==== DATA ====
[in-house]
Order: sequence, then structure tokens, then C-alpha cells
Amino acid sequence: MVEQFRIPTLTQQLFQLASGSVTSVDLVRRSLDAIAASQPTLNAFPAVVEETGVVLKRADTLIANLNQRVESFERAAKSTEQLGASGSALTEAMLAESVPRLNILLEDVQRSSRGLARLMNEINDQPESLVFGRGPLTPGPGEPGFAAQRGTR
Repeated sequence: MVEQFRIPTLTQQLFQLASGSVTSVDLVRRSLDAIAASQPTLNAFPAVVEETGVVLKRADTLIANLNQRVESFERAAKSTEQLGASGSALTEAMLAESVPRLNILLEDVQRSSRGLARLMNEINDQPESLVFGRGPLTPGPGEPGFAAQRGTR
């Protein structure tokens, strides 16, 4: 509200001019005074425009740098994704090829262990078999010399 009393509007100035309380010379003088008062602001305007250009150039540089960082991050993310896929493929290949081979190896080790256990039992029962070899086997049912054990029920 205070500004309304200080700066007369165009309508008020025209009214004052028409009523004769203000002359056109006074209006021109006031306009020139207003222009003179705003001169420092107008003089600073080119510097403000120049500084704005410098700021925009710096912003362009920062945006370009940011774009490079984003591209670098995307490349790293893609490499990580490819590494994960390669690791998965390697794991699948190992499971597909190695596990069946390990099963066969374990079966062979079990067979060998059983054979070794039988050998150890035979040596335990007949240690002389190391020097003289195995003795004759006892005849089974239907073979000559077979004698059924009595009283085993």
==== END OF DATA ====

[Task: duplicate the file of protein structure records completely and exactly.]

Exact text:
[in-house]
Order: sequence, then structure tokens, then C-alpha cells
Amino acid sequence: MVEQFRIPTLTQQLFQLASGSVTSVDLVRRSLDAIAASQPTLNAFPAVVEETGVVLKRADTLIANLNQRVESFERAAKSTEQLGASGSALTEAMLAESVPRLNILLEDVQRSSRGLARLMNEINDQPESLVFGRGPLTPGPGEPGFAAQRGTR
Repeated sequence: MVEQFRIPTLTQQLFQLASGSVTSVDLVRRSLDAIAASQPTLNAFPAVVEETGVVLKRADTLIANLNQRVESFERAAKSTEQLGASGSALTEAMLAESVPRLNILLEDVQRSSRGLARLMNEINDQPESLVFGRGPLTPGPGEPGFAAQRGTR
């Protein structure tokens, strides 16, 4: 509200001019005074425009740098994704090829262990078999010399 009393509007100035309380010379003088008062602001305007250009150039540089960082991050993310896929493929290949081979190896080790256990039992029962070899086997049912054990029920 205070500004309304200080700066007369165009309508008020025209009214004052028409009523004769203000002359056109006074209006021109006031306009020139207003222009003179705003001169420092107008003089600073080119510097403000120049500084704005410098700021925009710096912003362009920062945006370009940011774009490079984003591209670098995307490349790293893609490499990580490819590494994960390669690791998965390697794991699948190992499971597909190695596990069946390990099963066969374990079966062979079990067979060998059983054979070794039988050998150890035979040596335990007949240690002389190391020097003289195995003795004759006892005849089974239907073979000559077979004698059924009595009283085993």